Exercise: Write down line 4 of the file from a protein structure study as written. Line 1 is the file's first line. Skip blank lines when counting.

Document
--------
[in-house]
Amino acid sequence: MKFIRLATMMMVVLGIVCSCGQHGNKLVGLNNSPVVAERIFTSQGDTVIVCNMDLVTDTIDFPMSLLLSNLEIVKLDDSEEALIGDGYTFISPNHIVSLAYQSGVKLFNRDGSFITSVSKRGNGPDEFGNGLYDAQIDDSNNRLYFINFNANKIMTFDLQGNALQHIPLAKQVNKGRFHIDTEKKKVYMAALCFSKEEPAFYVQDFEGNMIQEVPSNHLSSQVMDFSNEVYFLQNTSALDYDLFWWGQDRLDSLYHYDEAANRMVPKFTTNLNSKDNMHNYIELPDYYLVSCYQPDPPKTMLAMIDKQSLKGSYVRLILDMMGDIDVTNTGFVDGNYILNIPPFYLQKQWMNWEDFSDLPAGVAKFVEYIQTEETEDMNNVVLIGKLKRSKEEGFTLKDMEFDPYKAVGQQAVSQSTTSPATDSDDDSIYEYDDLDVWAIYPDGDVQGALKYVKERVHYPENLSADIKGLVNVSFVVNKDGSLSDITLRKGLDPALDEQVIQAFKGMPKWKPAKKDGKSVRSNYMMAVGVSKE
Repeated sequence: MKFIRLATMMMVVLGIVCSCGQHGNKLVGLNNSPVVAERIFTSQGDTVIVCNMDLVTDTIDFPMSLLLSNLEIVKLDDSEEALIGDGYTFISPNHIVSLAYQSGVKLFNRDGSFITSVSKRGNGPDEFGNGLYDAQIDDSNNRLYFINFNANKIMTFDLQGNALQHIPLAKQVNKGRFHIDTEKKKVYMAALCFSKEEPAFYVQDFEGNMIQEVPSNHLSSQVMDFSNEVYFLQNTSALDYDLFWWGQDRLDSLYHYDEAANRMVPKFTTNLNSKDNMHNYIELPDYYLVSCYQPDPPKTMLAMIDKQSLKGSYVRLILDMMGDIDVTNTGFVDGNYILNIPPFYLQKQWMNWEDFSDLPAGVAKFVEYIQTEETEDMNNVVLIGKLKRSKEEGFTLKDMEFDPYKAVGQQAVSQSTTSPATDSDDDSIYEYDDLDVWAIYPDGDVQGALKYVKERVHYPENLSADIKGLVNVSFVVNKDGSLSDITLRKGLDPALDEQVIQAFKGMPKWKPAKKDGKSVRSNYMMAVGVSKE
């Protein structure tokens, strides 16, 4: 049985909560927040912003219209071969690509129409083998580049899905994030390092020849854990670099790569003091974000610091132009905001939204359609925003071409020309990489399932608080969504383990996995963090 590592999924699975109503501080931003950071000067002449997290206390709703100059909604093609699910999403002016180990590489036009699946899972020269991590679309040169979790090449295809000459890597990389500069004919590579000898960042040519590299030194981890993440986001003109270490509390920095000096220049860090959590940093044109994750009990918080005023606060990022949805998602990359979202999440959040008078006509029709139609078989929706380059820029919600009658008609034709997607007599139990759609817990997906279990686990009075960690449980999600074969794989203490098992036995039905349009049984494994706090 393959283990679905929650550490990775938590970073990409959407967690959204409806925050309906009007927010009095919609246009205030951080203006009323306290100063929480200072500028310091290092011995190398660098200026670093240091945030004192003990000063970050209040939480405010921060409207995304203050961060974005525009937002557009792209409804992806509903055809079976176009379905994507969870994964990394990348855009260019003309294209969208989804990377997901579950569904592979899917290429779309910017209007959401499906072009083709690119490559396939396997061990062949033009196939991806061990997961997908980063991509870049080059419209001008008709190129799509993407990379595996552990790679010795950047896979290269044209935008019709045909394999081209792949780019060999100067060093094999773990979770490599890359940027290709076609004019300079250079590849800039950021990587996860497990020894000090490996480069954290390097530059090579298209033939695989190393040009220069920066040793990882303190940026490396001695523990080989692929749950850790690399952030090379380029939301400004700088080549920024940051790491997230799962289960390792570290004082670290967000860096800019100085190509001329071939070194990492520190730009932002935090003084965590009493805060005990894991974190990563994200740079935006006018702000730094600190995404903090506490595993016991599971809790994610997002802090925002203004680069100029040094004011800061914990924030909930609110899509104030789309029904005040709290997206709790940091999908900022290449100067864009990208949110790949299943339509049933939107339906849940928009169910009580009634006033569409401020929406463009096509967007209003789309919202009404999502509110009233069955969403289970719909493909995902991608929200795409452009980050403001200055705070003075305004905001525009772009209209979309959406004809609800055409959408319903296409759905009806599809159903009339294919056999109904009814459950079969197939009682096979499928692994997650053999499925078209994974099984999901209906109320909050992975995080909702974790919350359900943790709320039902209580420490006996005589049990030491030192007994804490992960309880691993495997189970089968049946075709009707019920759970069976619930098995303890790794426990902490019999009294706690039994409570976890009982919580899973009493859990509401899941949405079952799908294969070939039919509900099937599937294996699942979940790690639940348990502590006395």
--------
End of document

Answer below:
């Protein structure tokens, strides 16, 4: 049985909560927040912003219209071969690509129409083998580049899905994030390092020849854990670099790569003091974000610091132009905001939204359609925003071409020309990489399932608080969504383990996995963090 590592999924699975109503501080931003950071000067002449997290206390709703100059909604093609699910999403002016180990590489036009699946899972020269991590679309040169979790090449295809000459890597990389500069004919590579000898960042040519590299030194981890993440986001003109270490509390920095000096220049860090959590940093044109994750009990918080005023606060990022949805998602990359979202999440959040008078006509029709139609078989929706380059820029919600009658008609034709997607007599139990759609817990997906279990686990009075960690449980999600074969794989203490098992036995039905349009049984494994706090 393959283990679905929650550490990775938590970073990409959407967690959204409806925050309906009007927010009095919609246009205030951080203006009323306290100063929480200072500028310091290092011995190398660098200026670093240091945030004192003990000063970050209040939480405010921060409207995304203050961060974005525009937002557009792209409804992806509903055809079976176009379905994507969870994964990394990348855009260019003309294209969208989804990377997901579950569904592979899917290429779309910017209007959401499906072009083709690119490559396939396997061990062949033009196939991806061990997961997908980063991509870049080059419209001008008709190129799509993407990379595996552990790679010795950047896979290269044209935008019709045909394999081209792949780019060999100067060093094999773990979770490599890359940027290709076609004019300079250079590849800039950021990587996860497990020894000090490996480069954290390097530059090579298209033939695989190393040009220069920066040793990882303190940026490396001695523990080989692929749950850790690399952030090379380029939301400004700088080549920024940051790491997230799962289960390792570290004082670290967000860096800019100085190509001329071939070194990492520190730009932002935090003084965590009493805060005990894991974190990563994200740079935006006018702000730094600190995404903090506490595993016991599971809790994610997002802090925002203004680069100029040094004011800061914990924030909930609110899509104030789309029904005040709290997206709790940091999908900022290449100067864009990208949110790949299943339509049933939107339906849940928009169910009580009634006033569409401020929406463009096509967007209003789309919202009404999502509110009233069955969403289970719909493909995902991608929200795409452009980050403001200055705070003075305004905001525009772009209209979309959406004809609800055409959408319903296409759905009806599809159903009339294919056999109904009814459950079969197939009682096979499928692994997650053999499925078209994974099984999901209906109320909050992975995080909702974790919350359900943790709320039902209580420490006996005589049990030491030192007994804490992960309880691993495997189970089968049946075709009707019920759970069976619930098995303890790794426990902490019999009294706690039994409570976890009982919580899973009493859990509401899941949405079952799908294969070939039919509900099937599937294996699942979940790690639940348990502590006395």